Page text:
One Warrior’s Experiential Path

By Alexa Ashworth

This personal narrative is how I came to know the inner truths of my body and how I learned to befriend the terrifying “other-me” that made a monthly appearance without my consent. For several years, I could never find the right words to explain who that “other-me” was. This process of knowing began about three years ago during some giant life transitions: moving from my home state in Minnesota to Colorado, taking on a new job, beginning new relationships, and starting a three-year master’s program.

Throughout my story, I will be sharing personal reflections I have made while battling the wounds of inner dark places and the strengths I found in understanding “who I am” at the core of my being. This journey I am about to take you on will also address how I learned to cope in a state of overwhelm and manage thoughts of self-harm. I’ll also share the lessons I have found in letting my body speak and how I am choosing to continue carrying on each month to live my life now. So it begins—  

Journey to Knowing

As a little girl, I was always connected to and warmly embraced by the beauty of the outdoors. I had a natural gift of being in tune with my body’s inner vibrations in relation to the environment around me. I did not know what powers I held within me and what my life would reveal to me during those younger years; however, I knew I loved the silence, stillness, and simplicity of being in nature because it was the only place where my thoughts and heart aligned. It was in the silence where I felt peace. It was in the silence where I was the most imaginative me.  

Growing into my elementary years, I had this longing to be whole, so I proceeded to seek out activities that gave me that irresistible sense of expressing some piece of me I could not do at home. When life transitions in my immediate family became challenging, when relationships brought heartache, and friendships grew confusing, I had extreme emotional outbursts and moments where I wished to run away from this world and disappear into the lightness of thin air. In these trying times, it was hard not to fixate on the ideas of defeat, brokenness, or loneliness that consumed my being. I was fortunate during my younger developmental years to live in a home surrounded by a forest and a neighboring tree farm. The trees were my sanctuary and place of restoration when the weight of my surroundings was heavy. I also had a few elder mentors, teachers, and a stable father figure that addressed my emotions and talked them through with me to move forward in the world with ease. Although, as I entered my adolescent to young adult years, labeling emotions and allowing them to “go through my body” was not enough to calm the unforeseen internal storms ahead.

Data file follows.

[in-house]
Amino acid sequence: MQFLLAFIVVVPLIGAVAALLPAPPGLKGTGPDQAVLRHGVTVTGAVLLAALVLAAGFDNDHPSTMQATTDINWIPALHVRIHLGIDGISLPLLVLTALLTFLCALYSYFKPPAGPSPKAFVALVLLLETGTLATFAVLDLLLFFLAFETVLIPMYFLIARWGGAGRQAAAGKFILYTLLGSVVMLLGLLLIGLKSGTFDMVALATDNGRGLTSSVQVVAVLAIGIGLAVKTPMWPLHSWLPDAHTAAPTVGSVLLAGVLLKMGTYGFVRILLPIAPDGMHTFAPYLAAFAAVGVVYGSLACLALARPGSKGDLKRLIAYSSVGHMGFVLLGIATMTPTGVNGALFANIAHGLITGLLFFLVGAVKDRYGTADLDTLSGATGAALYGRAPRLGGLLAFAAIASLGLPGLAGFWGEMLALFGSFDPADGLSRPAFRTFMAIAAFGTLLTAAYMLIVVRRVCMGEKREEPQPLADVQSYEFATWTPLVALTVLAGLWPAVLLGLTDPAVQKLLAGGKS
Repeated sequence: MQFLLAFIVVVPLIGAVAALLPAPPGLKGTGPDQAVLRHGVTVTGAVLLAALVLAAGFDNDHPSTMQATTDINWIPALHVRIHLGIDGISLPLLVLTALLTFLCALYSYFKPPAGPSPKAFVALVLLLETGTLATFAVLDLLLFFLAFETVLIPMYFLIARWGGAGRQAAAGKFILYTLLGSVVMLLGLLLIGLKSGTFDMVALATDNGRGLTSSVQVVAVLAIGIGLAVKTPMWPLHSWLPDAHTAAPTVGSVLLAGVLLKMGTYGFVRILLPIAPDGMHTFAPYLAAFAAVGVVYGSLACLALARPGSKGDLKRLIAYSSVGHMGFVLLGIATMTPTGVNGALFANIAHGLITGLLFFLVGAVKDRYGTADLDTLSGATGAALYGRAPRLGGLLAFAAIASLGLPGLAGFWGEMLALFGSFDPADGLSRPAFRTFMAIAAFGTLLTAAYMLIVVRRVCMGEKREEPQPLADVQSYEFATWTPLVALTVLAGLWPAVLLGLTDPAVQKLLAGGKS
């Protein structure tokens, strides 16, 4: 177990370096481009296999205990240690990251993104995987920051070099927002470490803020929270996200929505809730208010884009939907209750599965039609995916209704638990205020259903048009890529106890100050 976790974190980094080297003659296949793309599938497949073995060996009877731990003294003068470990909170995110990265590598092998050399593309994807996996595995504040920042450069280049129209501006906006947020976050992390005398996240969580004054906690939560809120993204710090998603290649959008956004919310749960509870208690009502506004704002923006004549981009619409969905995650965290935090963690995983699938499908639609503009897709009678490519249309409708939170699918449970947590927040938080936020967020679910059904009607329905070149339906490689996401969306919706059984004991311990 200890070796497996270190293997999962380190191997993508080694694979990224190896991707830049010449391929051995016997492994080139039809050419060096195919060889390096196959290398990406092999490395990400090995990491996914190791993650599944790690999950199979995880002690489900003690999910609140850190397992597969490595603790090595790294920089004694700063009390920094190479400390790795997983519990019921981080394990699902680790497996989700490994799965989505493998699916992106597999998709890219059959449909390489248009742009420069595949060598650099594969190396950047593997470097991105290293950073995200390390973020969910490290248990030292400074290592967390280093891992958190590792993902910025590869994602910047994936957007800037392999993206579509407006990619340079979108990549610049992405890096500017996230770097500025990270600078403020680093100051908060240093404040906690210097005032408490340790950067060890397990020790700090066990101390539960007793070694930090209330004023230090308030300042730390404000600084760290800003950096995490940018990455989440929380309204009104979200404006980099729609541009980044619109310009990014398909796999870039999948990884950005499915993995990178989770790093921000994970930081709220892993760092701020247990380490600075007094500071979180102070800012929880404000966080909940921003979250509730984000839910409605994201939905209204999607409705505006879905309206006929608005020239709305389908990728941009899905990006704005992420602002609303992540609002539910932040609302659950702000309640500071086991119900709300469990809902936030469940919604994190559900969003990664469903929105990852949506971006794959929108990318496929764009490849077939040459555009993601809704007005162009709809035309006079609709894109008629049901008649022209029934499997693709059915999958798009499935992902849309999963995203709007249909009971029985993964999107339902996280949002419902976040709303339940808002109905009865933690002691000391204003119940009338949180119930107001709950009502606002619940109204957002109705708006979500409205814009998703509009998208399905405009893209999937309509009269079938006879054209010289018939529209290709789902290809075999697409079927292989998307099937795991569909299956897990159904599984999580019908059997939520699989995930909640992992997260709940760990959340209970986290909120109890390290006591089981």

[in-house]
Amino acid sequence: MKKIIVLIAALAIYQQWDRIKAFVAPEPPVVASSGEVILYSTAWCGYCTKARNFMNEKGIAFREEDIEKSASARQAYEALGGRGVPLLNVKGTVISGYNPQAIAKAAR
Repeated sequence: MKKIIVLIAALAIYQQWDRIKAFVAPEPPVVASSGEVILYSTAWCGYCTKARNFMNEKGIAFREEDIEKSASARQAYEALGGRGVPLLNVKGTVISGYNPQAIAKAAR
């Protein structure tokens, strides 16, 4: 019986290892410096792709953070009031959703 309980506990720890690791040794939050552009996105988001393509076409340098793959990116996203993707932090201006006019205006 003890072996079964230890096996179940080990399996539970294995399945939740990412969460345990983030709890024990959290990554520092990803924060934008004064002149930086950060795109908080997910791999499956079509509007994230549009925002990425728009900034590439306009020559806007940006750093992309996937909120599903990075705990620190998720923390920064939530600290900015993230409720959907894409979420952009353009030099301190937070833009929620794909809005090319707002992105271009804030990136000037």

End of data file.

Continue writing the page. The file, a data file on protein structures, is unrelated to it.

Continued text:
My darkest and most difficult chapters of life occurred between the ages of nineteen and twenty-four. During these years, I traveled overseas, went through a painful break up of a nine-year relationship, had new roommate scenarios, new relationship lessons, and experienced pure exhaustion from undergraduate studies. One experience that is imprinted in my memory from age twenty took place in Northumberland, England. I am sharing this memory because it is relevant to what I later share in more detail about my learned symptoms. 

There were several different months, looking back, where I had to escape the group I traveled with and be distant because I felt such deep pain and what I could only label as depression. The pain felt as if it would wrap around my bones and squeeze until I was forced to act on the thought of “How do I escape??” Which as you know, if you have Premenstrual Dysphoric Disorder (PMDD), this is very contradictory because you cannot escape the human anatomy that is innately, YOU. I was also confused about why I would feel these emotions so intensely because I was finally out of the country, exploring enchanting areas, and living out a dream I only once imagined. I honestly had no reason for these depressive, unruly thoughts. One evening I ran out of our living quarters to a pasture, sat under a tree and cried so hard I believe I added to the river that was in front of me with the stories of my body’s tears. This deep cry lasted for what felt like forever. I blamed part of these experiences on the toxicity of my nine-year relationship at the time. However, with what I know now, my body was telling me something more, and there was no one else to blame for my emotional outbursts, but myself. Since living in England, episodes like this became very regular, and my loss of control worsened.